Re-Beating the Bounds Rogationtide 2020
“You’re going to do something aren’t you? You’re the Church – you must be doing something?”
The woman from the council sounded desperate. They needed more volunteers she said; the Community Hub was seeing an increasing trend in need. I had never spoken to her before in my life but she called me up and clearly expected results.
In this time of Covid-19 the Church of England has both embarked (mostly) on a period of self-reflection, interior debate and, as is often its way, a quiet persistent parochial-level charge of carrying on and of doing one’s best from the clergy and laity. Amidst the work of food banks, parish calling, zoom-groups and prayer, the Church has still found time to shine a spotlight on contemporary problems. We have articles, Tweets and Facebook rants on the Bishops’ position on closing churches even unnecessarily-vitriol-spiked diatribes on why the Eucharist can most certainly not be celebrated at a distance through a webcam. All these things are important and have their place and yet it seems that the energy used could be better used elsewhere.
Traditionally at Rogationtide the parish boundaries were beaten, processions had, and God’s protection and blessing prayed for over our corners of creation. It is still useful as a concept because Rogationtide is about place, limits and prayer.
Place at this time can mean our homes, our home prayer spaces, our communities, our parish or our country. Now we are all probably more aware of these than usual. There are areas we cannot go and the number of places we can access has been reduced. But whether clergy or laity, we still belong to a community and a parish. How well do we know it? Do we know what is going in our own place in terms of relief and support for this pandemic? For young people? For the lonely? What are our community hubs doing? What is going up in the windows of our street?
How visible is the Church in our places? Whether we enjoyed the Archbishop of Canterbury celebrating Easter from his kitchen or not, at least by virtue of the press picking this up the wider nation was aware that it happened … Christians were not skipping Easter this year! No matter where we find ourselves there is an imperative to live, proclaim and be comforted by the Gospel, this includes pastoral duty and potential for mission. Too often we do not know about our place or community, we have forgotten much of what the literal beating of the bounds and its purpose meant to our forebears.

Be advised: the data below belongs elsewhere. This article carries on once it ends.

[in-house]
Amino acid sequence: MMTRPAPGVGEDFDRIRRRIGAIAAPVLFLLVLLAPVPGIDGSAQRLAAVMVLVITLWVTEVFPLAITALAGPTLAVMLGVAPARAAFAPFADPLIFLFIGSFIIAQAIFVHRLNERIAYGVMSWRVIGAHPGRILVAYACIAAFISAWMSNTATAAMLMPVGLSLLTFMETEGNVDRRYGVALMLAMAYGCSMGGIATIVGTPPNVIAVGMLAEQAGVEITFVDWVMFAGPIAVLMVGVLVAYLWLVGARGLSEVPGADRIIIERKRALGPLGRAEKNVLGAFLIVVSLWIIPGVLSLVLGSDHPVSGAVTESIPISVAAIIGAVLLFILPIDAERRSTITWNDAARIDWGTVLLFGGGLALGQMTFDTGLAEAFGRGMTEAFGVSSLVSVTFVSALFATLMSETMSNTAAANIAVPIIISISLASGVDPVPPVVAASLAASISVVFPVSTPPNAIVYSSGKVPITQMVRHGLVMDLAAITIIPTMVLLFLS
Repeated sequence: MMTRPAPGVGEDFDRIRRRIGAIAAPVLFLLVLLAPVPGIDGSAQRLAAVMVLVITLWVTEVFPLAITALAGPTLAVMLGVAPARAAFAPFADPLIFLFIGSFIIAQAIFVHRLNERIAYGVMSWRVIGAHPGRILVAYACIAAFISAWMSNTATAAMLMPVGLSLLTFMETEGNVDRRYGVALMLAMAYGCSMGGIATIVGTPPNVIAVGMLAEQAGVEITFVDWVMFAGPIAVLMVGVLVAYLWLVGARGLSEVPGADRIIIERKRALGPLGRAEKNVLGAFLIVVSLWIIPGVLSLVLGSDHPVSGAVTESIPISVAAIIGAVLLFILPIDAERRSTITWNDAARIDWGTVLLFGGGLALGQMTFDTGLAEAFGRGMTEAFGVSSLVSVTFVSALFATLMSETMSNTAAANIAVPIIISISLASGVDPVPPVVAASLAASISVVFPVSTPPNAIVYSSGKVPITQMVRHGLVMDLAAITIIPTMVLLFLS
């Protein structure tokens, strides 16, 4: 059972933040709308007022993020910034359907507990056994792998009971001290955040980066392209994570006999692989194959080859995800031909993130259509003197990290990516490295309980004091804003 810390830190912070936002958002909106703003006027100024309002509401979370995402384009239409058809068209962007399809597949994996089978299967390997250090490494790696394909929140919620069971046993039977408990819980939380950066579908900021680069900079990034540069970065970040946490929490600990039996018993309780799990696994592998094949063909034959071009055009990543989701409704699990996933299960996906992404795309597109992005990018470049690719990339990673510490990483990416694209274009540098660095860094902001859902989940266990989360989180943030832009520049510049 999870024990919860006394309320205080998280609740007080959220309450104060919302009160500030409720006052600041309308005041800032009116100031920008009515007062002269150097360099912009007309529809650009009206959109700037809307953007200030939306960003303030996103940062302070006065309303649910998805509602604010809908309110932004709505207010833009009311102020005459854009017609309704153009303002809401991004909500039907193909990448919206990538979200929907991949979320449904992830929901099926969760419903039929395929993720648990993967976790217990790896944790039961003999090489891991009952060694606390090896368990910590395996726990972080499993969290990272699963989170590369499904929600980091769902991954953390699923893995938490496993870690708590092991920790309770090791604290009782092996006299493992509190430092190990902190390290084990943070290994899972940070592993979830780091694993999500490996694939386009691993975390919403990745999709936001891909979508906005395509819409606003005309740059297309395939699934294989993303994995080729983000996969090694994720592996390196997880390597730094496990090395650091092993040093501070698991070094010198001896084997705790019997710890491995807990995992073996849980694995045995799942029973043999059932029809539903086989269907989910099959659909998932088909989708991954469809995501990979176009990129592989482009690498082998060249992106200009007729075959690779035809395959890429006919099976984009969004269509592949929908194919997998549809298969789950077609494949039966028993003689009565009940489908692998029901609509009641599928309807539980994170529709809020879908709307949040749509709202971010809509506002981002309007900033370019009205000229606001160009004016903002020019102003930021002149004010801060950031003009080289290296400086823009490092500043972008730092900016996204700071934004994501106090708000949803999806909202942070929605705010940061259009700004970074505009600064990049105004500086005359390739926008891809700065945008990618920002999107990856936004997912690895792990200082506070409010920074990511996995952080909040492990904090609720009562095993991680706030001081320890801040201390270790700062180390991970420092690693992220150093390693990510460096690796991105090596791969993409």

We are all limited both by boundaries and by the current lockdown, but still we must not draw our limits too tightly. If the Church of England is not the Church for England in a crisis what claim do we have to that title any other time? The Revd. Alice Whalley’s recent article in The Church Times makes the precise point that it is not that the Church is concerned with the spiritual diet of its congregants, or the theology of all of this or that latest digital endeavour that is an issue; it is that it appears to be concerned with these things whilst not being overly concerned with the stuff of the Beatitudes as well. She notes the class dimensions here and pithily ends saying that she cannot ‘dream of putting a notice on their church door that says “No food here, but Morning Prayer is online.”’
The woman who works for the council who contacted me may have not had any faith, but she certainly had a view of the Church. We could pick this apart, but at a fundamental level there is still some sense of the parish church being a force for good in our cities, villages and communities. We should make sure during this time that we don’t damage what little of this reputation is left by neglecting the poor, marginalised and hungry whilst providing wonderful resources and support to our own select few. Parish by parish and person by person this will vary: what a well-resourced youth worker or pastoral volunteer can do is going to be different to what the stalwart wardens of a parish in vacancy can manage. Regardless, we (lay, ordained, older or younger) can be there in some way for those in our parish – the full parish around which the boundaries nominally extend.